Paul A. Marks

National Medal of Science

Biological Sciences

For his contribution to hematology in defining the genetic basis for G6PD deficiency and thalassemia, and discovery of an approach to control cancer cell proliferation with new inducers of differentiation.

For his contribution to hematology in defining the genetic basis for G6PD deficiency and thalassemia, and discovery of an approach to control cancer cell proliferation with new inducers of differentiation.

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Birth
January 1, 1946
Age Awarded
45
Country of Birth
USA
Key Contributions
Development Of Treatment(s) To Inhibit Growth Of Cancer Cells
Awarded by
George H. W. Bush
Education
Columbia University
Areas of Impact
Health & Medicine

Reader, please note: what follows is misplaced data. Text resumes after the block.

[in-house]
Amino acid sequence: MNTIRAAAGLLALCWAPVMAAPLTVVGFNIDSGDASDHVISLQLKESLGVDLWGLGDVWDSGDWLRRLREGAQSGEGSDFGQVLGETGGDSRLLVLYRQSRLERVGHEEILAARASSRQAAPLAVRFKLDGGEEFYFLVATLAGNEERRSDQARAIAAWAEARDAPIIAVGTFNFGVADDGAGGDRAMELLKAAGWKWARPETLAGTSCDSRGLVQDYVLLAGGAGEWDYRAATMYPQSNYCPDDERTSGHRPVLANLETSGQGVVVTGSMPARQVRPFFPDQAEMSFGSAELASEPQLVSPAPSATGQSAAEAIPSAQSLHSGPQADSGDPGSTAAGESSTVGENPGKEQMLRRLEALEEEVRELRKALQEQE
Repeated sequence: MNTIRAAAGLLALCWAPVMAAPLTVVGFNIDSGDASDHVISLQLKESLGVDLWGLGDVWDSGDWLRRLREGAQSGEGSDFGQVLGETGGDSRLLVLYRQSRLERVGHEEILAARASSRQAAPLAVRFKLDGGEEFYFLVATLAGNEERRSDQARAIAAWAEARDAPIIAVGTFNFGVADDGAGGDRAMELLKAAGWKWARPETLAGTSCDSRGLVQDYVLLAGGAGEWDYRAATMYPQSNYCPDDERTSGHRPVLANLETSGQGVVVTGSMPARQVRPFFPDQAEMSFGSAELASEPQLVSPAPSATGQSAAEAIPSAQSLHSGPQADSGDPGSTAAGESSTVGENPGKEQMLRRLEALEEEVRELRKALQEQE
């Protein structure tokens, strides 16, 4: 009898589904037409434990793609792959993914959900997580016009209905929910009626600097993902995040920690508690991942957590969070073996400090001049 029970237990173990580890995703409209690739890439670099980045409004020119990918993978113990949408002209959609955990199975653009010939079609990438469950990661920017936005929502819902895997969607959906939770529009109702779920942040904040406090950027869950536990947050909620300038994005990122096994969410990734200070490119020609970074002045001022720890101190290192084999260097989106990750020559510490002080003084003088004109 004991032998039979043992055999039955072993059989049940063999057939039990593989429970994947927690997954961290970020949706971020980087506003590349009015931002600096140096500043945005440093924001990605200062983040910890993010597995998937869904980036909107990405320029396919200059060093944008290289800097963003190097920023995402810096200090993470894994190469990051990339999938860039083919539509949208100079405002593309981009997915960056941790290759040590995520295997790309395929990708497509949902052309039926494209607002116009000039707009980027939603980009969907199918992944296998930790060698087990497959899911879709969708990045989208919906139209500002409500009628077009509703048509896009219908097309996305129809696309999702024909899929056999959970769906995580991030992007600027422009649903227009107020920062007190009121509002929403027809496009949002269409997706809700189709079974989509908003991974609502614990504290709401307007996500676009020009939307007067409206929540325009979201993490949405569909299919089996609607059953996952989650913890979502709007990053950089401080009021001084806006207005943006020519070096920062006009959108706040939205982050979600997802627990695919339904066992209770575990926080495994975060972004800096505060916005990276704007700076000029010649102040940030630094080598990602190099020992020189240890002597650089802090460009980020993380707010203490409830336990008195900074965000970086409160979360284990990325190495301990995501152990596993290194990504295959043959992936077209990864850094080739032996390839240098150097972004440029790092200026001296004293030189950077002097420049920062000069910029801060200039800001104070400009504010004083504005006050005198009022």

Affiliations
Memorial Sloan-Kettering Cancer Center
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Paul A. Marks’ interest in clinical research began when he was a college student at Columbia University. Mark’s roommate at the time was working with Francis Ryan, a prominent genetics professor. “I started working on a problem in Ryan’s lab and really got hooked,” Marks said in an interview. “I loved the idea of finding answers to questions for which we didn’t immediately have an obvious answer.”

Early in his career, Marks devoted his research to uncovering the genetic and molecular defects responsible for hematologic disorders, such as thalassemia and glucose-6-phosphate dehydrogenase (G6PD) deficiency. After reading a paper on the chemical properties of dimethyl sulfoxide (DMSO), Marks shifted his research to investigating how DMSO and other chemical compounds are capable of inducing cell cycle arrest, with the hope of identifying novel therapeutic anti-cancer agents.

Marks research led to the development of vorinostat, an anti-cancer drug that is in clinical trials to test against a wide range of cancer types. He continues his pursuit of new anti-cancer therapies, and furthering the fields of fields of genetics and oncology. 

By Jen Santisi

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